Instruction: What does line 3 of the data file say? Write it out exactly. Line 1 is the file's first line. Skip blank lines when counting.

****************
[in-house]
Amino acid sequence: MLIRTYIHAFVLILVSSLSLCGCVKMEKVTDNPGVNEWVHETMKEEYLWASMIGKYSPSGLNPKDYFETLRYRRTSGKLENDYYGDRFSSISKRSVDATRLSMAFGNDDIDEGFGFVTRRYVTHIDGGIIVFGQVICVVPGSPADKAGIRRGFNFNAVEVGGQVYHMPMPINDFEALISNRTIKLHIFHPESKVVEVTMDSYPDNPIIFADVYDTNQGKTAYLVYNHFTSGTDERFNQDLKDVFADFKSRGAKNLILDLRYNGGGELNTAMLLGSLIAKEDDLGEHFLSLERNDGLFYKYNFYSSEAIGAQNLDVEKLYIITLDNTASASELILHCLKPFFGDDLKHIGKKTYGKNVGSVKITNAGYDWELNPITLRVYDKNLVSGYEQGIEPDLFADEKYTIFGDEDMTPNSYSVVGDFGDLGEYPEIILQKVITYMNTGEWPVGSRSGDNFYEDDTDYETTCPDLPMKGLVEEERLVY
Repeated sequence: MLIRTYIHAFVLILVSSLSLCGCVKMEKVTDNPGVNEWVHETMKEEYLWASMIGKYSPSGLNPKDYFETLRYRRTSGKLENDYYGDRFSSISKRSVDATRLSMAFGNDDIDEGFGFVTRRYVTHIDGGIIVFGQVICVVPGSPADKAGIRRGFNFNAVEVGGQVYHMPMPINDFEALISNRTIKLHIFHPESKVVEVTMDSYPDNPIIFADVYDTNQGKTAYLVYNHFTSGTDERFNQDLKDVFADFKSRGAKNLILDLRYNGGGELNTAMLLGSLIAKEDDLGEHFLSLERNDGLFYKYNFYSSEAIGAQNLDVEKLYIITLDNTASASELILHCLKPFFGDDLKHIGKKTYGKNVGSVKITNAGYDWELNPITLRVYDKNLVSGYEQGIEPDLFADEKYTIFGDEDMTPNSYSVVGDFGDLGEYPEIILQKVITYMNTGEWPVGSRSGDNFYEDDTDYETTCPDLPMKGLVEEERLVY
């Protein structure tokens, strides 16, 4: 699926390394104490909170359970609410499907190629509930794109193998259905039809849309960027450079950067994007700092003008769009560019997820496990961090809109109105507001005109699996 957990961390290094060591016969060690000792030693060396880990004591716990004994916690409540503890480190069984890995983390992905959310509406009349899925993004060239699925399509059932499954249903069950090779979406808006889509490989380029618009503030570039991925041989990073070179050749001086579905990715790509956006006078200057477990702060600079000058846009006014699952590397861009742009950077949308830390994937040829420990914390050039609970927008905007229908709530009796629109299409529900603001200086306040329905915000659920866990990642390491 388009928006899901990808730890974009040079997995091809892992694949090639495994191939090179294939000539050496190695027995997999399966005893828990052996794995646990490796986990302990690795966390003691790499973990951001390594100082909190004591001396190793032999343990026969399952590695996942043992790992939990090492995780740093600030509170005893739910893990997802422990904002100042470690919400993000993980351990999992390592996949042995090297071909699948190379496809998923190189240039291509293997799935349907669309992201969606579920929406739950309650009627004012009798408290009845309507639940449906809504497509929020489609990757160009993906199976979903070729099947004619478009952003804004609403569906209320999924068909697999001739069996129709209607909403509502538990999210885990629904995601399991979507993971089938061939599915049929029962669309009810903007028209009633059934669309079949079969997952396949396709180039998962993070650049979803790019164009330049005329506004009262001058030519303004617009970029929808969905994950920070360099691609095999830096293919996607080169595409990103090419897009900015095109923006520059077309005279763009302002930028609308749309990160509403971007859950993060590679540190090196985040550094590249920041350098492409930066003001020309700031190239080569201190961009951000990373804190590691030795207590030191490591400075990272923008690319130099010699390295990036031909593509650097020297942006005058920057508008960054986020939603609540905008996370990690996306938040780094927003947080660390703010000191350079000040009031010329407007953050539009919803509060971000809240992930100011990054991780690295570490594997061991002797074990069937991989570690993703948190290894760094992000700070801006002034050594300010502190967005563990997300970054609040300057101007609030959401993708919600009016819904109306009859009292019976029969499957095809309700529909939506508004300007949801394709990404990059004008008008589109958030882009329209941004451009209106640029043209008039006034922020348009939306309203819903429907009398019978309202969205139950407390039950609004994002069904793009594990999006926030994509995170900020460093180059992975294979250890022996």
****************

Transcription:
Repeated sequence: MLIRTYIHAFVLILVSSLSLCGCVKMEKVTDNPGVNEWVHETMKEEYLWASMIGKYSPSGLNPKDYFETLRYRRTSGKLENDYYGDRFSSISKRSVDATRLSMAFGNDDIDEGFGFVTRRYVTHIDGGIIVFGQVICVVPGSPADKAGIRRGFNFNAVEVGGQVYHMPMPINDFEALISNRTIKLHIFHPESKVVEVTMDSYPDNPIIFADVYDTNQGKTAYLVYNHFTSGTDERFNQDLKDVFADFKSRGAKNLILDLRYNGGGELNTAMLLGSLIAKEDDLGEHFLSLERNDGLFYKYNFYSSEAIGAQNLDVEKLYIITLDNTASASELILHCLKPFFGDDLKHIGKKTYGKNVGSVKITNAGYDWELNPITLRVYDKNLVSGYEQGIEPDLFADEKYTIFGDEDMTPNSYSVVGDFGDLGEYPEIILQKVITYMNTGEWPVGSRSGDNFYEDDTDYETTCPDLPMKGLVEEERLVY